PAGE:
U.S. Housing Crisis Thwarts Recruitment for Nature-Based Infrastructure Projects

Northern Wisconsin’s landscape is defined as much by the stunning shores of Lake Superior or the Bad River as the region’s seemingly endless winters. But as climate change accelerates, attention is shifting to ways of controlling a steep increase in stormwater, which means doubling down on existing management practices and turning to nature for inspiration. 

Nature-based solutions involve strategies like restoring streams degraded by intense logging activity, installing rain gardens next to parking lots and buildings to absorb moisture, and bringing back wetlands to purify and protect shorelines. Such efforts not only help mitigate the effects of climate change but can also create new jobs. 

Yet even when local governments, nonprofit groups and indigenous tribes can drum up the funding to take on these projects, they are stymied by a major obstacle: People who can do the work can’t find a place to live. 

“Housing!” the planning expert Juli Beth Hinds yelled recently in her kitchen while watching a PBS NewsHour television segment on Living Breakwaters, a coastal resilience project in Staten Island.

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The veteran NewsHour journalist Jeffery Brown had just asked Kate Orff, a renowned landscape architect, why more people weren’t putting similar nature-based solutions into practice across the United States. Orff pointed out some of the obstacles, like deciding which jurisdiction controls what, in mapping out large-scale projects that cross boundaries.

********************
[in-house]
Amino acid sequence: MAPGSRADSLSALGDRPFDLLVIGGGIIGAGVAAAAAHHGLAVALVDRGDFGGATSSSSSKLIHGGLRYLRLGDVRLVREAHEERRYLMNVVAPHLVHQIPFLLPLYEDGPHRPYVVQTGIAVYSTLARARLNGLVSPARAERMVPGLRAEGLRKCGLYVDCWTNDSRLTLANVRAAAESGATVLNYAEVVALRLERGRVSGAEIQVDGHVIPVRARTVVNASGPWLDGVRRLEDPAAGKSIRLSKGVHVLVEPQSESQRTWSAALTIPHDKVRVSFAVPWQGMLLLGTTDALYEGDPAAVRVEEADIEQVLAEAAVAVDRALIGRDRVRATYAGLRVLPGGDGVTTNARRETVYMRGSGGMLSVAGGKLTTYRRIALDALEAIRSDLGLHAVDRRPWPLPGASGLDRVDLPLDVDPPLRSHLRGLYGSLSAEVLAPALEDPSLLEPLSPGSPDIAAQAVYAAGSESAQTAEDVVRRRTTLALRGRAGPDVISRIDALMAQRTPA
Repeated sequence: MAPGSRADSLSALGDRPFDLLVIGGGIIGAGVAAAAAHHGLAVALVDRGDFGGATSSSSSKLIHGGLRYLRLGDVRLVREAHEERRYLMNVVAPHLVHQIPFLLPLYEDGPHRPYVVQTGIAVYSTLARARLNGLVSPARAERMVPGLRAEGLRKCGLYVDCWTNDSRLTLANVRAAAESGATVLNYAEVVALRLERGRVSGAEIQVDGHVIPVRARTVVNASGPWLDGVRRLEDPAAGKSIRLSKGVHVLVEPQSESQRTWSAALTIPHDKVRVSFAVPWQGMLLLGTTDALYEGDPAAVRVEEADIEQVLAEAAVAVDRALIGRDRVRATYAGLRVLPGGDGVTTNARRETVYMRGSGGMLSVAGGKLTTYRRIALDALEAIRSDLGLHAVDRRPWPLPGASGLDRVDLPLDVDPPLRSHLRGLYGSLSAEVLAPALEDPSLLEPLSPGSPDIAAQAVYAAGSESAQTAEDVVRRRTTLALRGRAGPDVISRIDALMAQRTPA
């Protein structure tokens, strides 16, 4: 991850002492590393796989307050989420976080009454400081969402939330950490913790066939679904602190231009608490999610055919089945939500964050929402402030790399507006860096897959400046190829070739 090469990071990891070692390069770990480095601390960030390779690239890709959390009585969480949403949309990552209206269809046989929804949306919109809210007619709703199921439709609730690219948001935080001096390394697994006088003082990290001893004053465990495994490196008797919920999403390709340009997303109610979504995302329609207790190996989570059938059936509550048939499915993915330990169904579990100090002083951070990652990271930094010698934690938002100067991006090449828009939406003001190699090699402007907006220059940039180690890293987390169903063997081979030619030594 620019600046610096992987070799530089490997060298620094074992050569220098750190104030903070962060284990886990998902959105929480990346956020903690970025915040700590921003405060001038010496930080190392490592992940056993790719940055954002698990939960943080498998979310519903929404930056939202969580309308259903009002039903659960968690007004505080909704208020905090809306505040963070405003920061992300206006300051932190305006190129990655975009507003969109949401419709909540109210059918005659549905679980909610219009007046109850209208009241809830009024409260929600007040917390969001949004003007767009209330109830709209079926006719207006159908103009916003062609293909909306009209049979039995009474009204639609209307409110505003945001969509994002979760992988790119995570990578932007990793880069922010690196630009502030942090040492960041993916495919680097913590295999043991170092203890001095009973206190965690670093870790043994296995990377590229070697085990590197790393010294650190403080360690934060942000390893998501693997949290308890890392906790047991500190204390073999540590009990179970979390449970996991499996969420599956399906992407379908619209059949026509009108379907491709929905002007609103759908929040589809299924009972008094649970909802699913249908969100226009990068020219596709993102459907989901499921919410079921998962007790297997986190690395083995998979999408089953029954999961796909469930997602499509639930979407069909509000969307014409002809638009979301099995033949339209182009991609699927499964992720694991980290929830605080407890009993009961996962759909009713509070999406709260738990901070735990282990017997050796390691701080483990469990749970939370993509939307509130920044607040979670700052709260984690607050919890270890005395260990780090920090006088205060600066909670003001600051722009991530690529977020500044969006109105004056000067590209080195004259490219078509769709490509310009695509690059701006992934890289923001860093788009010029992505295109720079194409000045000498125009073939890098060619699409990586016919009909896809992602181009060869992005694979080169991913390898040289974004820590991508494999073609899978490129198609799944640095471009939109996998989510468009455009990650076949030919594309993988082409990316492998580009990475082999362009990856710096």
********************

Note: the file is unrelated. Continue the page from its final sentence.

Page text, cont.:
But Hinds, who works on land-use and water-resource policy, knows that housing can be an equally important piece of the puzzle. All too often, she said, planners cannot hire people for nature-based projects when affordable places to rent or buy are scarce to nonexistent.

“We have a housing crisis,” Hinds said. “But we have not unpacked this as really a critical issue in whether, and how, we’re going to begin implementing nature-based solutions at scale.” Based on her experience and conversations with colleagues, she adds, the problem is impeding projects elsewhere in the Midwest and on the East Coast as well.

In March, the statewide research and outreach group Wisconsin Sea Grant released a report on the workforce barriers to launching more nature-based solutions in northern Wisconsin, which has experienced more flooding, higher lake levels and more intense winter storms in recent years. 

For the study, Hinds and her colleague Linda Reid interviewed stakeholders across four northern Wisconsin counties, from tribal representatives to county conservationists to environmental nonprofits. Housing came up in every interview, they said. 

A History of Tribal Expertise

“I thought we’re gonna go up there and we’re gonna hear what kind of classes they need, or what audiences need the education,” said Reid, a consultant who works on climate resilience and water quality issues around the Great Lakes region. “And we get up there, and we find there’s a few things they need to learn, but for the most part, that is not the issue.”